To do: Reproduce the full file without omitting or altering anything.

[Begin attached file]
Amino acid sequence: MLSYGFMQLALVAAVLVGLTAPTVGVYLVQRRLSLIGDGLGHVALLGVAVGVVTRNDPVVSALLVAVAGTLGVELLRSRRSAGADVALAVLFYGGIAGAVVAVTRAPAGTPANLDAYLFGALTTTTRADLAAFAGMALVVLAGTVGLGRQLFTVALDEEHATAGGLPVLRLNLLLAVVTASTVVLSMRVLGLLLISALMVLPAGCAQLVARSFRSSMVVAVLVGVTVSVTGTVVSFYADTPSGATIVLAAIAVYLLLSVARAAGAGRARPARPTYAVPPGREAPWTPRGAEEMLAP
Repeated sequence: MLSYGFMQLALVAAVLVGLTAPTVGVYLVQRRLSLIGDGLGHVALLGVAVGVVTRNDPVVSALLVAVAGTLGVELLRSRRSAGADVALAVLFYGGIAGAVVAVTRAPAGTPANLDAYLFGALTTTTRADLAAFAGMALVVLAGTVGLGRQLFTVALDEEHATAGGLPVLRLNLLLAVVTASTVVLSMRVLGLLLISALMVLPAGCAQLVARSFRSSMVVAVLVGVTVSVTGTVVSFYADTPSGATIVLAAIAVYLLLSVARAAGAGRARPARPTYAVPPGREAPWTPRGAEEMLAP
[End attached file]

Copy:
Amino acid sequence: MLSYGFMQLALVAAVLVGLTAPTVGVYLVQRRLSLIGDGLGHVALLGVAVGVVTRNDPVVSALLVAVAGTLGVELLRSRRSAGADVALAVLFYGGIAGAVVAVTRAPAGTPANLDAYLFGALTTTTRADLAAFAGMALVVLAGTVGLGRQLFTVALDEEHATAGGLPVLRLNLLLAVVTASTVVLSMRVLGLLLISALMVLPAGCAQLVARSFRSSMVVAVLVGVTVSVTGTVVSFYADTPSGATIVLAAIAVYLLLSVARAAGAGRARPARPTYAVPPGREAPWTPRGAEEMLAP
Repeated sequence: MLSYGFMQLALVAAVLVGLTAPTVGVYLVQRRLSLIGDGLGHVALLGVAVGVVTRNDPVVSALLVAVAGTLGVELLRSRRSAGADVALAVLFYGGIAGAVVAVTRAPAGTPANLDAYLFGALTTTTRADLAAFAGMALVVLAGTVGLGRQLFTVALDEEHATAGGLPVLRLNLLLAVVTASTVVLSMRVLGLLLISALMVLPAGCAQLVARSFRSSMVVAVLVGVTVSVTGTVVSFYADTPSGATIVLAAIAVYLLLSVARAAGAGRARPARPTYAVPPGREAPWTPRGAEEMLAP